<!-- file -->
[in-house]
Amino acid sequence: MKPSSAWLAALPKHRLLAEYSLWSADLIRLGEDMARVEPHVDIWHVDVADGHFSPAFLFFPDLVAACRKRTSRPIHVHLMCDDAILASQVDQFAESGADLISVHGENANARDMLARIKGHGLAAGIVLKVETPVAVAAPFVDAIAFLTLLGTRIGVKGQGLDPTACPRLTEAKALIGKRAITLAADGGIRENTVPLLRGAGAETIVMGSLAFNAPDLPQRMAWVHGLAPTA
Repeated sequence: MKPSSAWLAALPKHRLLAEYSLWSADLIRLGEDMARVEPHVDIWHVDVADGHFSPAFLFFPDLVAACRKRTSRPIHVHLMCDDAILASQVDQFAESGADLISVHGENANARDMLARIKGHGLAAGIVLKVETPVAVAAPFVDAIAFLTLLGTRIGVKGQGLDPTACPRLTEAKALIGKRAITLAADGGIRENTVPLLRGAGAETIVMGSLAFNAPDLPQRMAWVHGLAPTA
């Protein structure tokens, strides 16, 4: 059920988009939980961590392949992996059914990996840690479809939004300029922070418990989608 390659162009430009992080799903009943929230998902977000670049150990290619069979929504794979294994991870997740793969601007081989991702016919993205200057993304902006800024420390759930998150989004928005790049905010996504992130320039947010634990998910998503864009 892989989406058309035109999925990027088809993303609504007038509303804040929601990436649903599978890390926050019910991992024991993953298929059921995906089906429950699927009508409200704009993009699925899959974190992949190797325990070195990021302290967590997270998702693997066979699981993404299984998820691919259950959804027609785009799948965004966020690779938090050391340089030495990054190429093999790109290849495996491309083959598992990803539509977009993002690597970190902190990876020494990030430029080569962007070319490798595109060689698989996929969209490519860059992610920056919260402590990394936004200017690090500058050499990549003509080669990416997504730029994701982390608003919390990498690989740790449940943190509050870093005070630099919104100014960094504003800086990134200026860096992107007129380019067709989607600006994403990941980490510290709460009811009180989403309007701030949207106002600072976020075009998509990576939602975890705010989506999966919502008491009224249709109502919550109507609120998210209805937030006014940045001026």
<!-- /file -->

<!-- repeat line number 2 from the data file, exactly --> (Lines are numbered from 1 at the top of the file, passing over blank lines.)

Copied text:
Amino acid sequence: MKPSSAWLAALPKHRLLAEYSLWSADLIRLGEDMARVEPHVDIWHVDVADGHFSPAFLFFPDLVAACRKRTSRPIHVHLMCDDAILASQVDQFAESGADLISVHGENANARDMLARIKGHGLAAGIVLKVETPVAVAAPFVDAIAFLTLLGTRIGVKGQGLDPTACPRLTEAKALIGKRAITLAADGGIRENTVPLLRGAGAETIVMGSLAFNAPDLPQRMAWVHGLAPTA